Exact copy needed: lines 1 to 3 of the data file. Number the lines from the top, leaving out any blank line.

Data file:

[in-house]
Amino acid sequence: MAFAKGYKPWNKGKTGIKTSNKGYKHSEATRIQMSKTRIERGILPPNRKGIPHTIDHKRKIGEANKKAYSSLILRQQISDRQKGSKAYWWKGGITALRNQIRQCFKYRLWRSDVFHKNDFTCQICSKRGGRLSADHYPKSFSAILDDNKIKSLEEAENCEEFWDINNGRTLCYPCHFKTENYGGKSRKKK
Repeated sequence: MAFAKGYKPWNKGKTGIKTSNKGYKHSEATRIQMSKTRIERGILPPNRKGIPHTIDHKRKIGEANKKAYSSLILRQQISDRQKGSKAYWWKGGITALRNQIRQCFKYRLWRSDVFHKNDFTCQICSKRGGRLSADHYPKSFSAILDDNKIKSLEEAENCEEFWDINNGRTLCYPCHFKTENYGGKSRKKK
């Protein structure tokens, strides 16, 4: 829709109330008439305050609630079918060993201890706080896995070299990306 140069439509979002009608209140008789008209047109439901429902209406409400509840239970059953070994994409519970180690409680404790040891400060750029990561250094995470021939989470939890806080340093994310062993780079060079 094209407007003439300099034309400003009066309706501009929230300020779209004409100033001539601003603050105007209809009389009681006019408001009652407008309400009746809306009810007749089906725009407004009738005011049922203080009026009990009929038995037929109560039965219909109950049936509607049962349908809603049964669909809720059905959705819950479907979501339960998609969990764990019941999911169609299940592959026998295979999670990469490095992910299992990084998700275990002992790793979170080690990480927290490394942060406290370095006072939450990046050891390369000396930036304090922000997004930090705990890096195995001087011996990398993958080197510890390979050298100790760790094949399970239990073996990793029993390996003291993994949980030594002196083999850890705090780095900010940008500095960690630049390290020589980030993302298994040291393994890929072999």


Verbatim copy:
[in-house]
Amino acid sequence: MAFAKGYKPWNKGKTGIKTSNKGYKHSEATRIQMSKTRIERGILPPNRKGIPHTIDHKRKIGEANKKAYSSLILRQQISDRQKGSKAYWWKGGITALRNQIRQCFKYRLWRSDVFHKNDFTCQICSKRGGRLSADHYPKSFSAILDDNKIKSLEEAENCEEFWDINNGRTLCYPCHFKTENYGGKSRKKK
Repeated sequence: MAFAKGYKPWNKGKTGIKTSNKGYKHSEATRIQMSKTRIERGILPPNRKGIPHTIDHKRKIGEANKKAYSSLILRQQISDRQKGSKAYWWKGGITALRNQIRQCFKYRLWRSDVFHKNDFTCQICSKRGGRLSADHYPKSFSAILDDNKIKSLEEAENCEEFWDINNGRTLCYPCHFKTENYGGKSRKKK